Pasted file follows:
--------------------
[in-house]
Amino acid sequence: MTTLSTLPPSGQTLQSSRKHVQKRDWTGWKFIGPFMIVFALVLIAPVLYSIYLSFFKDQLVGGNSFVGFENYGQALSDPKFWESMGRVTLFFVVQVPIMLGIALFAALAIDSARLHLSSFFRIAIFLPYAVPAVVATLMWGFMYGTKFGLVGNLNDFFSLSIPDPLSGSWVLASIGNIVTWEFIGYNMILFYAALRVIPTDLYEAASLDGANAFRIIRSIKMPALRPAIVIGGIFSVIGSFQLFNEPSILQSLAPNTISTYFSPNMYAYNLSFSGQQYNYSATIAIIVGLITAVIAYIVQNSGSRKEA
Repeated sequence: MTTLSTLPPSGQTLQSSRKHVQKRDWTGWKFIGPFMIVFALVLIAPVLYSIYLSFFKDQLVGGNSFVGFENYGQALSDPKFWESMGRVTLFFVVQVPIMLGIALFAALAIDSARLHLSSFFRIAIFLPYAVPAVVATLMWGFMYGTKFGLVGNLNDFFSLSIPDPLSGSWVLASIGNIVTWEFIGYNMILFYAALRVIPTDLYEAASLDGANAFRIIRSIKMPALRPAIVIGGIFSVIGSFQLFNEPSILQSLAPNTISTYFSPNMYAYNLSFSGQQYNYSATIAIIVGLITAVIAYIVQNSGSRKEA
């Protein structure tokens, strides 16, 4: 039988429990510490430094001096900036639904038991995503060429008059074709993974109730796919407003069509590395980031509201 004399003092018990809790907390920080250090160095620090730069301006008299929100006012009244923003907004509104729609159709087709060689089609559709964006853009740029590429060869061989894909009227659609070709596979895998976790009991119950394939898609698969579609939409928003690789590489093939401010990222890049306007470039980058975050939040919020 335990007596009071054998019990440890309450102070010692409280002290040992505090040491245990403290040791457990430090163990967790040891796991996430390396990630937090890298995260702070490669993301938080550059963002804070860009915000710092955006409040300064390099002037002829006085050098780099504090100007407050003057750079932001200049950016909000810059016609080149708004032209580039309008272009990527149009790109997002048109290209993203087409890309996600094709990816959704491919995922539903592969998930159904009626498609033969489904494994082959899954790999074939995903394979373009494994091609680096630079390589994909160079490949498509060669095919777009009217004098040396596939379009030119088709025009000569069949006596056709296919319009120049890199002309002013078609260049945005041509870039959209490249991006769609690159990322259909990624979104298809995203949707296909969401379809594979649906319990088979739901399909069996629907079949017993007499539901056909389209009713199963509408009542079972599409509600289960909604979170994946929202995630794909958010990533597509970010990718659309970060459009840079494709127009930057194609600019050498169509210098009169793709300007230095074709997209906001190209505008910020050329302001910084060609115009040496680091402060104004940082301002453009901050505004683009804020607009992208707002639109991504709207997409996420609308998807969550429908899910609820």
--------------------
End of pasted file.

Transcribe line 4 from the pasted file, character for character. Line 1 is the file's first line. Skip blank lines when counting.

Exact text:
């Protein structure tokens, strides 16, 4: 039988429990510490430094001096900036639904038991995503060429008059074709993974109730796919407003069509590395980031509201 004399003092018990809790907390920080250090160095620090730069301006008299929100006012009244923003907004509104729609159709087709060689089609559709964006853009740029590429060869061989894909009227659609070709596979895998976790009991119950394939898609698969579609939409928003690789590489093939401010990222890049306007470039980058975050939040919020 335990007596009071054998019990440890309450102070010692409280002290040992505090040491245990403290040791457990430090163990967790040891796991996430390396990630937090890298995260702070490669993301938080550059963002804070860009915000710092955006409040300064390099002037002829006085050098780099504090100007407050003057750079932001200049950016909000810059016609080149708004032209580039309008272009990527149009790109997002048109290209993203087409890309996600094709990816959704491919995922539903592969998930159904009626498609033969489904494994082959899954790999074939995903394979373009494994091609680096630079390589994909160079490949498509060669095919777009009217004098040396596939379009030119088709025009000569069949006596056709296919319009120049890199002309002013078609260049945005041509870039959209490249991006769609690159990322259909990624979104298809995203949707296909969401379809594979649906319990088979739901399909069996629907079949017993007499539901056909389209009713199963509408009542079972599409509600289960909604979170994946929202995630794909958010990533597509970010990718659309970060459009840079494709127009930057194609600019050498169509210098009169793709300007230095074709997209906001190209505008910020050329302001910084060609115009040496680091402060104004940082301002453009901050505004683009804020607009992208707002639109991504709207997409996420609308998807969550429908899910609820």